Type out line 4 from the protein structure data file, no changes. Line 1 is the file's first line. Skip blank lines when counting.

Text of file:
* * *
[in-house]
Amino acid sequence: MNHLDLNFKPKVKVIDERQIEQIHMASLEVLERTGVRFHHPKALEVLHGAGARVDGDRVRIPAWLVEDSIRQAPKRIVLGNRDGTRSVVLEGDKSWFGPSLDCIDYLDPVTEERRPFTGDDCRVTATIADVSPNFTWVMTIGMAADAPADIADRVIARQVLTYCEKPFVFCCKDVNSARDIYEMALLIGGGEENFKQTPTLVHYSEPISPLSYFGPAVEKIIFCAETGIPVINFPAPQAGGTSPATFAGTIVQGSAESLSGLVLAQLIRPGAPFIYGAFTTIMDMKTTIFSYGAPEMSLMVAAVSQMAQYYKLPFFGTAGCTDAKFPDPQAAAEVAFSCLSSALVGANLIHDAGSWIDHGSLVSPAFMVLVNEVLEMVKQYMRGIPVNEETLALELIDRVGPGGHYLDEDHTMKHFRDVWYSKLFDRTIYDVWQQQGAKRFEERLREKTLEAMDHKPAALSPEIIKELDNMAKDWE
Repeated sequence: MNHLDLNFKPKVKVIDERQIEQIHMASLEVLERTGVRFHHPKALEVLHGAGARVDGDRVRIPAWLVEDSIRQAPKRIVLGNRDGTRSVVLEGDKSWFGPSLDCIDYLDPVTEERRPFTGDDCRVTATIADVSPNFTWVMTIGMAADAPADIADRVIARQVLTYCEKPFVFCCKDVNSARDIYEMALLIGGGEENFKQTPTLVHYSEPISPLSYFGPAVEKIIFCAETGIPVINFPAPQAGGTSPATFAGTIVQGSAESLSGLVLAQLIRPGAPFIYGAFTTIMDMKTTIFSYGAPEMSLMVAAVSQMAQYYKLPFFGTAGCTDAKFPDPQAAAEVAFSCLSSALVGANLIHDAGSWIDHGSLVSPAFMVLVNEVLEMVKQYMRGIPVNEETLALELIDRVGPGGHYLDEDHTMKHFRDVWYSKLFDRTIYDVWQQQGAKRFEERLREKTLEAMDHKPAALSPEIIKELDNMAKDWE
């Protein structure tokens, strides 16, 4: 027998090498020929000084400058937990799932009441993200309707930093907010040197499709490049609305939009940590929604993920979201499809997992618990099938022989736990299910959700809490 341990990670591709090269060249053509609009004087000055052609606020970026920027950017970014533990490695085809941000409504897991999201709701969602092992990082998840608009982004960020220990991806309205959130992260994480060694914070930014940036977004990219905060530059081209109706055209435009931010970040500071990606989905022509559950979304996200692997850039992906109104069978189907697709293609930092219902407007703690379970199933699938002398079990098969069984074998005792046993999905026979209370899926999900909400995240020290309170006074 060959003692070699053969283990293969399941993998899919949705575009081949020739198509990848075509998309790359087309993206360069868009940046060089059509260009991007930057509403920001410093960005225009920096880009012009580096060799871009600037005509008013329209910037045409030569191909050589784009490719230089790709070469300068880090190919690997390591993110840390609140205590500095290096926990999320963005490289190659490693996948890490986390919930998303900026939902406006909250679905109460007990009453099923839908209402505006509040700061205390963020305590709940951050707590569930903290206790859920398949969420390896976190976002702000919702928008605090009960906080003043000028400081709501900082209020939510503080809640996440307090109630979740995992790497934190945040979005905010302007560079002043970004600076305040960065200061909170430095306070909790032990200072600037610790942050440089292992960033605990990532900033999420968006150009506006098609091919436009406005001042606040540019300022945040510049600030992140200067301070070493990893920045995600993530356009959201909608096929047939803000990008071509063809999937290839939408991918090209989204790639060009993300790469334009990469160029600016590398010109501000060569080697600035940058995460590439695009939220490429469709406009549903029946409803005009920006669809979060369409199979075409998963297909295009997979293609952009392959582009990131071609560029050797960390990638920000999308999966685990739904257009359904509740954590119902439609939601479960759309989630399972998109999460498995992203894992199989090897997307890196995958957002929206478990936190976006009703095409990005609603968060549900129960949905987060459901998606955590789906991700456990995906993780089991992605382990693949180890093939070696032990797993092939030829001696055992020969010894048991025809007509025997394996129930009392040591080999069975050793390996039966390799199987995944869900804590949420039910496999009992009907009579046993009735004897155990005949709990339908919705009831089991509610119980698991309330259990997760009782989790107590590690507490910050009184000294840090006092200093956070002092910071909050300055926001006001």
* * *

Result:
């Protein structure tokens, strides 16, 4: 027998090498020929000084400058937990799932009441993200309707930093907010040197499709490049609305939009940590929604993920979201499809997992618990099938022989736990299910959700809490 341990990670591709090269060249053509609009004087000055052609606020970026920027950017970014533990490695085809941000409504897991999201709701969602092992990082998840608009982004960020220990991806309205959130992260994480060694914070930014940036977004990219905060530059081209109706055209435009931010970040500071990606989905022509559950979304996200692997850039992906109104069978189907697709293609930092219902407007703690379970199933699938002398079990098969069984074998005792046993999905026979209370899926999900909400995240020290309170006074 060959003692070699053969283990293969399941993998899919949705575009081949020739198509990848075509998309790359087309993206360069868009940046060089059509260009991007930057509403920001410093960005225009920096880009012009580096060799871009600037005509008013329209910037045409030569191909050589784009490719230089790709070469300068880090190919690997390591993110840390609140205590500095290096926990999320963005490289190659490693996948890490986390919930998303900026939902406006909250679905109460007990009453099923839908209402505006509040700061205390963020305590709940951050707590569930903290206790859920398949969420390896976190976002702000919702928008605090009960906080003043000028400081709501900082209020939510503080809640996440307090109630979740995992790497934190945040979005905010302007560079002043970004600076305040960065200061909170430095306070909790032990200072600037610790942050440089292992960033605990990532900033999420968006150009506006098609091919436009406005001042606040540019300022945040510049600030992140200067301070070493990893920045995600993530356009959201909608096929047939803000990008071509063809999937290839939408991918090209989204790639060009993300790469334009990469160029600016590398010109501000060569080697600035940058995460590439695009939220490429469709406009549903029946409803005009920006669809979060369409199979075409998963297909295009997979293609952009392959582009990131071609560029050797960390990638920000999308999966685990739904257009359904509740954590119902439609939601479960759309989630399972998109999460498995992203894992199989090897997307890196995958957002929206478990936190976006009703095409990005609603968060549900129960949905987060459901998606955590789906991700456990995906993780089991992605382990693949180890093939070696032990797993092939030829001696055992020969010894048991025809007509025997394996129930009392040591080999069975050793390996039966390799199987995944869900804590949420039910496999009992009907009579046993009735004897155990005949709990339908919705009831089991509610119980698991309330259990997760009782989790107590590690507490910050009184000294840090006092200093956070002092910071909050300055926001006001």